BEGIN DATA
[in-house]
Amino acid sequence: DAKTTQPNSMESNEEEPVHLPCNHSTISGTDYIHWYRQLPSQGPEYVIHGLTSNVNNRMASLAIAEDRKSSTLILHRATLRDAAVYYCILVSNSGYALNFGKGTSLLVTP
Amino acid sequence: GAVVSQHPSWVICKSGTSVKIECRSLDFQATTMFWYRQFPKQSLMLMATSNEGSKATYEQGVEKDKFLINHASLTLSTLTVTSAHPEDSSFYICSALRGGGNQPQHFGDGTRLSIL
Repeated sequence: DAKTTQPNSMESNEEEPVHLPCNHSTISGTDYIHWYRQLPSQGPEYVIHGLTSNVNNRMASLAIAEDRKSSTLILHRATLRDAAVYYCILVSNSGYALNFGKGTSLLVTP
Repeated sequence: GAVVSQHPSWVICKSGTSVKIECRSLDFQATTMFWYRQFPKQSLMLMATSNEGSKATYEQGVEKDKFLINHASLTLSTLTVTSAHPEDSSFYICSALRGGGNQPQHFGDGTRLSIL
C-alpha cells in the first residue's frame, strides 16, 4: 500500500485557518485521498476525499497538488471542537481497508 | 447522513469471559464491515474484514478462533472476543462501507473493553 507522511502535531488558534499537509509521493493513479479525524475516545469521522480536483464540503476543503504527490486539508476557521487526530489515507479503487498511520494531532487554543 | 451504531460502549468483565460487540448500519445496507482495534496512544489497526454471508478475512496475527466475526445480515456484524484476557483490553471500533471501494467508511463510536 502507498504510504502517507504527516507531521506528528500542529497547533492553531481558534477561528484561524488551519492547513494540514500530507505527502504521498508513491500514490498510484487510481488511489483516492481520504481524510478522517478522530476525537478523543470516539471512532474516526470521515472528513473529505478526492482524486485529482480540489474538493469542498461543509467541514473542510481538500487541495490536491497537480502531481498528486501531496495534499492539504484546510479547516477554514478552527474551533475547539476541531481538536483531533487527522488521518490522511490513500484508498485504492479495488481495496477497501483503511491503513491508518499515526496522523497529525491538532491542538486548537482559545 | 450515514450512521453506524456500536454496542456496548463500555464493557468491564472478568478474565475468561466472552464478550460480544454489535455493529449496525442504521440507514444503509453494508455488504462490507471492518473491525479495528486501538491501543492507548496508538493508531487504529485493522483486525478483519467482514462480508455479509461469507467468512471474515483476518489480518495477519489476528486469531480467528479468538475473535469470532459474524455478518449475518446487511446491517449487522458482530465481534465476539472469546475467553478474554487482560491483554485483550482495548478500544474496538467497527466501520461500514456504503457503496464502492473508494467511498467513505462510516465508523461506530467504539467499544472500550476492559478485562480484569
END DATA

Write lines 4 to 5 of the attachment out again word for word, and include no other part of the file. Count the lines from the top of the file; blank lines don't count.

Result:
Repeated sequence: DAKTTQPNSMESNEEEPVHLPCNHSTISGTDYIHWYRQLPSQGPEYVIHGLTSNVNNRMASLAIAEDRKSSTLILHRATLRDAAVYYCILVSNSGYALNFGKGTSLLVTP
Repeated sequence: GAVVSQHPSWVICKSGTSVKIECRSLDFQATTMFWYRQFPKQSLMLMATSNEGSKATYEQGVEKDKFLINHASLTLSTLTVTSAHPEDSSFYICSALRGGGNQPQHFGDGTRLSIL